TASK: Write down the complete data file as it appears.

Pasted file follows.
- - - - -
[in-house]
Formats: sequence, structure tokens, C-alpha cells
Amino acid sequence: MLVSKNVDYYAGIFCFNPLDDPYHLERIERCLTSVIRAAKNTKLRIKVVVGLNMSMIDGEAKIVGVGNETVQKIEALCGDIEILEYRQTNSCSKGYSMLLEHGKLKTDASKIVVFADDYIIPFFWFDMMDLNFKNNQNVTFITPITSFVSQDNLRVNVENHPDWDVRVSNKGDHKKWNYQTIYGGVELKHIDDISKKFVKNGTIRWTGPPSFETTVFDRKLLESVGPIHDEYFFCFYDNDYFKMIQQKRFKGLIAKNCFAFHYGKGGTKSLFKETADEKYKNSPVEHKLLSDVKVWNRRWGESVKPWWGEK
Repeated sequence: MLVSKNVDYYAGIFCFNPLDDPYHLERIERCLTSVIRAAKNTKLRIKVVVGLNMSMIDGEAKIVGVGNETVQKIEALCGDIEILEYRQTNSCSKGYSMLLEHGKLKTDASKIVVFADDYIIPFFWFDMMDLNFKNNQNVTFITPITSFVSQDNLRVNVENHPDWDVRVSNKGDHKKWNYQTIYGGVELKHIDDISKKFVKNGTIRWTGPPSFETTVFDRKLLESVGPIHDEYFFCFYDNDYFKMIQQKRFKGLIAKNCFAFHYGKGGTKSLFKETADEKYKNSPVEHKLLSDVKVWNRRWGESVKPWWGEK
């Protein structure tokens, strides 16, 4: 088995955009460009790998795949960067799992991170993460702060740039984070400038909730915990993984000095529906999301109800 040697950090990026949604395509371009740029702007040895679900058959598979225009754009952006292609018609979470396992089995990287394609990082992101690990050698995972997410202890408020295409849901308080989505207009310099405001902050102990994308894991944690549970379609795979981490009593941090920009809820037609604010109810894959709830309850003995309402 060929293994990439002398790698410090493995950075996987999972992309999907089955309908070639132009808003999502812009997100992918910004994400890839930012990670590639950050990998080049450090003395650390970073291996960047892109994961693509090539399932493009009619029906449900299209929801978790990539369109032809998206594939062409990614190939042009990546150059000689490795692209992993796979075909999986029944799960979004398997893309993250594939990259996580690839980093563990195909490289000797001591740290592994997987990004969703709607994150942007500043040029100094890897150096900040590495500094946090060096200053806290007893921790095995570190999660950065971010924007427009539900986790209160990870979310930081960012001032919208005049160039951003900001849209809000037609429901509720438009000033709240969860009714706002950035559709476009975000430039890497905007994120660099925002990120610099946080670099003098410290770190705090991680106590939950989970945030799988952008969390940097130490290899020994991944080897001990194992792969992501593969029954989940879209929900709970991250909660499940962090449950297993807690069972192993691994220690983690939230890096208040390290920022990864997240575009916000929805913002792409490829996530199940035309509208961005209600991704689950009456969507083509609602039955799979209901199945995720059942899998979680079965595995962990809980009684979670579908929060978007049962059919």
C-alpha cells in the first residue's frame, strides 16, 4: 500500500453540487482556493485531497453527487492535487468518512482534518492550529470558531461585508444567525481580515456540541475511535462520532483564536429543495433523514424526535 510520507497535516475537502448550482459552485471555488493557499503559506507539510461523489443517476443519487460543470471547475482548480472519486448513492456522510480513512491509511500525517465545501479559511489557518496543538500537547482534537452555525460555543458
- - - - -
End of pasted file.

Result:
[in-house]
Formats: sequence, structure tokens, C-alpha cells
Amino acid sequence: MLVSKNVDYYAGIFCFNPLDDPYHLERIERCLTSVIRAAKNTKLRIKVVVGLNMSMIDGEAKIVGVGNETVQKIEALCGDIEILEYRQTNSCSKGYSMLLEHGKLKTDASKIVVFADDYIIPFFWFDMMDLNFKNNQNVTFITPITSFVSQDNLRVNVENHPDWDVRVSNKGDHKKWNYQTIYGGVELKHIDDISKKFVKNGTIRWTGPPSFETTVFDRKLLESVGPIHDEYFFCFYDNDYFKMIQQKRFKGLIAKNCFAFHYGKGGTKSLFKETADEKYKNSPVEHKLLSDVKVWNRRWGESVKPWWGEK
Repeated sequence: MLVSKNVDYYAGIFCFNPLDDPYHLERIERCLTSVIRAAKNTKLRIKVVVGLNMSMIDGEAKIVGVGNETVQKIEALCGDIEILEYRQTNSCSKGYSMLLEHGKLKTDASKIVVFADDYIIPFFWFDMMDLNFKNNQNVTFITPITSFVSQDNLRVNVENHPDWDVRVSNKGDHKKWNYQTIYGGVELKHIDDISKKFVKNGTIRWTGPPSFETTVFDRKLLESVGPIHDEYFFCFYDNDYFKMIQQKRFKGLIAKNCFAFHYGKGGTKSLFKETADEKYKNSPVEHKLLSDVKVWNRRWGESVKPWWGEK
């Protein structure tokens, strides 16, 4: 088995955009460009790998795949960067799992991170993460702060740039984070400038909730915990993984000095529906999301109800 040697950090990026949604395509371009740029702007040895679900058959598979225009754009952006292609018609979470396992089995990287394609990082992101690990050698995972997410202890408020295409849901308080989505207009310099405001902050102990994308894991944690549970379609795979981490009593941090920009809820037609604010109810894959709830309850003995309402 060929293994990439002398790698410090493995950075996987999972992309999907089955309908070639132009808003999502812009997100992918910004994400890839930012990670590639950050990998080049450090003395650390970073291996960047892109994961693509090539399932493009009619029906449900299209929801978790990539369109032809998206594939062409990614190939042009990546150059000689490795692209992993796979075909999986029944799960979004398997893309993250594939990259996580690839980093563990195909490289000797001591740290592994997987990004969703709607994150942007500043040029100094890897150096900040590495500094946090060096200053806290007893921790095995570190999660950065971010924007427009539900986790209160990870979310930081960012001032919208005049160039951003900001849209809000037609429901509720438009000033709240969860009714706002950035559709476009975000430039890497905007994120660099925002990120610099946080670099003098410290770190705090991680106590939950989970945030799988952008969390940097130490290899020994991944080897001990194992792969992501593969029954989940879209929900709970991250909660499940962090449950297993807690069972192993691994220690983690939230890096208040390290920022990864997240575009916000929805913002792409490829996530199940035309509208961005209600991704689950009456969507083509609602039955799979209901199945995720059942899998979680079965595995962990809980009684979670579908929060978007049962059919």
C-alpha cells in the first residue's frame, strides 16, 4: 500500500453540487482556493485531497453527487492535487468518512482534518492550529470558531461585508444567525481580515456540541475511535462520532483564536429543495433523514424526535 510520507497535516475537502448550482459552485471555488493557499503559506507539510461523489443517476443519487460543470471547475482548480472519486448513492456522510480513512491509511500525517465545501479559511489557518496543538500537547482534537452555525460555543458